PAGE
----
The habit of lumping together groups of people — often furriners, but not always — into an undifferentiated mass is one of the Naval Diplomat’s pet peeves. There is no “the Chinese,” “the Japanese,” or other groups whose members all purportedly think alike. A related, and perhaps even more baleful habit is assuming that enemies are uniformly wicked. Which brings us to a new book about World War II from co-authors Adam Makos and Larry Alexander. (Thanks to my amphibian pal Commander Salamander for the tip.) Titled A Higher Call, the book chronicles the life of Franz Stigler, a fighter ace in the German Luftwaffe, or air force.
An airline pilot who hailed from Bavaria, Stigler joined the Luftwaffe when recruiters made him an offer he couldn’t refuse. He battled Britain’s Desert Air Force over North Africa, fought against Patton and Montgomery in Sicily, and ended up opposing the Allied combined bomber offensive against Germany. Just before Christmas time in 1943, he had a chance to bring down a crippled straggler from a massive B-17 raid against his homeland. Stigler passed up the chance. His forbearance stemmed from a code of honor that forbade attacking helpless enemies. That code bound combat pilots even in Germany’s life-and-death struggle against the Grand Alliance. Long after the war Stigler met and befriended Charlie Brown, the U.S. Army Air Forces pilot whose life he had spared.
A Higher Call isn’t just a rollicking good read. It is history with a purpose. Makos and Alexander leadoff their account with a simple question: can decent men fight on both sides of a bad war? Stigler’s life is Exhibit A in their case for the affirmative. For a descendant of decent men who fought in good causes and at least one who fought in a wretched cause — family lore has it that my great-great grandfather had to trudge home from Georgia to Middle Tennessee after fighting against General Sherman — this is a congenial way of looking at the past. It also happens to be empirically true. It seems not even Hitler’s war machine was made up wholly of mustache-twirling evildoers.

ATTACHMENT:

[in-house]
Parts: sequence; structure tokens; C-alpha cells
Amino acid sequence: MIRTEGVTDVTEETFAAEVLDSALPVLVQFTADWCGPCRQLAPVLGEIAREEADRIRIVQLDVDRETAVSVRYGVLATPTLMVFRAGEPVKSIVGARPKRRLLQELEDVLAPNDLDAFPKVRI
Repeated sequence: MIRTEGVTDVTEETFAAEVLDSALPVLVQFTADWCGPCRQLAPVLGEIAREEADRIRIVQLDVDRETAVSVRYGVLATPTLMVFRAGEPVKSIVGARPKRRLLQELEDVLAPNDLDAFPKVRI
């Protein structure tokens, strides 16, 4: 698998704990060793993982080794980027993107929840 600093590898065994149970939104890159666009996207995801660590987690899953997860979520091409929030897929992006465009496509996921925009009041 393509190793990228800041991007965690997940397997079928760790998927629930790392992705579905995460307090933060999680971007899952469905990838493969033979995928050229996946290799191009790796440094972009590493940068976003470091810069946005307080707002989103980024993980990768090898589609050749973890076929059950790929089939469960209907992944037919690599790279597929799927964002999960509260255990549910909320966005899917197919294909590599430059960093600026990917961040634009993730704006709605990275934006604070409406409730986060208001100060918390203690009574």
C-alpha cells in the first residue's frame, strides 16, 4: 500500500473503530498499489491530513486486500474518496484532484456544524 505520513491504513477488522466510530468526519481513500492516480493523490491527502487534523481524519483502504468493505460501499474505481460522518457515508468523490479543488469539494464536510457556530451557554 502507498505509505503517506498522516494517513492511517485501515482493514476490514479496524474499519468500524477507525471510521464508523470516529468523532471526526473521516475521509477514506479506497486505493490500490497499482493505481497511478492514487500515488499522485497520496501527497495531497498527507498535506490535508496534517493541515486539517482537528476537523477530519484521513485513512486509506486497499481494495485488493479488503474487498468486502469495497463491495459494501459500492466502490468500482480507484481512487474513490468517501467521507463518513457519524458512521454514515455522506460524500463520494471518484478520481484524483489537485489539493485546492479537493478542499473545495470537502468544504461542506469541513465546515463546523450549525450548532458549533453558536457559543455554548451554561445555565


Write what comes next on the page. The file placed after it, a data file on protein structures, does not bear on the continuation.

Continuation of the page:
Does the fact that pockets of honor and goodwill exist among enemies mean bloodshed can always be avoided? Hardly. But understanding that nations and organizations are bodies of people, each with his own motives and worldview, is part of knowing the human terrain in times of strife. Reducing opponents to scum and villainy, furthermore, risks foreclosing opportunities for eventual peacemaking and reconciliation. In short, affording the enemy due respect is wise politics and strategy. That’s not a bad takeaway from a work about aerial warfare — especially at a time of year when we hope for peace on earth.